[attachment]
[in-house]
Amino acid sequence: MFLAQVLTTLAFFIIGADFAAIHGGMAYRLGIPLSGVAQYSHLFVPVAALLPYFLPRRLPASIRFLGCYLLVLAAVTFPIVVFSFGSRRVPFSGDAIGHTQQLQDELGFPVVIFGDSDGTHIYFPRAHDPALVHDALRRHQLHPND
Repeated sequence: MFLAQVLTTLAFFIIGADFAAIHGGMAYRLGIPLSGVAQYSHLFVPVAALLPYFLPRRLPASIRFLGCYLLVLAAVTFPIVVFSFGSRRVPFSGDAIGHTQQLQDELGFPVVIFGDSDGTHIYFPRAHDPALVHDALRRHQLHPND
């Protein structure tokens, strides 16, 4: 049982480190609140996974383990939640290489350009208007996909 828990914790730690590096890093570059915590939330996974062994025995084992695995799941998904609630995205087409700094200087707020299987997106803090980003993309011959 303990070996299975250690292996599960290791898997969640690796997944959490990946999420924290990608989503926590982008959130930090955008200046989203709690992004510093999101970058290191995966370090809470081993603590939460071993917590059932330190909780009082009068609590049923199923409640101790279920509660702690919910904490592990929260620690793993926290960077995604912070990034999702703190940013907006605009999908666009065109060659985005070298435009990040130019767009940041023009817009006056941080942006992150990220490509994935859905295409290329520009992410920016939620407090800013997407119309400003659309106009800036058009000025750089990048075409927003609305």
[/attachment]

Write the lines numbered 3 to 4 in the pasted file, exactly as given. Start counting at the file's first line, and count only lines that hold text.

Repeated sequence: MFLAQVLTTLAFFIIGADFAAIHGGMAYRLGIPLSGVAQYSHLFVPVAALLPYFLPRRLPASIRFLGCYLLVLAAVTFPIVVFSFGSRRVPFSGDAIGHTQQLQDELGFPVVIFGDSDGTHIYFPRAHDPALVHDALRRHQLHPND
């Protein structure tokens, strides 16, 4: 049982480190609140996974383990939640290489350009208007996909 828990914790730690590096890093570059915590939330996974062994025995084992695995799941998904609630995205087409700094200087707020299987997106803090980003993309011959 303990070996299975250690292996599960290791898997969640690796997944959490990946999420924290990608989503926590982008959130930090955008200046989203709690992004510093999101970058290191995966370090809470081993603590939460071993917590059932330190909780009082009068609590049923199923409640101790279920509660702690919910904490592990929260620690793993926290960077995604912070990034999702703190940013907006605009999908666009065109060659985005070298435009990040130019767009940041023009817009006056941080942006992150990220490509994935859905295409290329520009992410920016939620407090800013997407119309400003659309106009800036058009000025750089990048075409927003609305």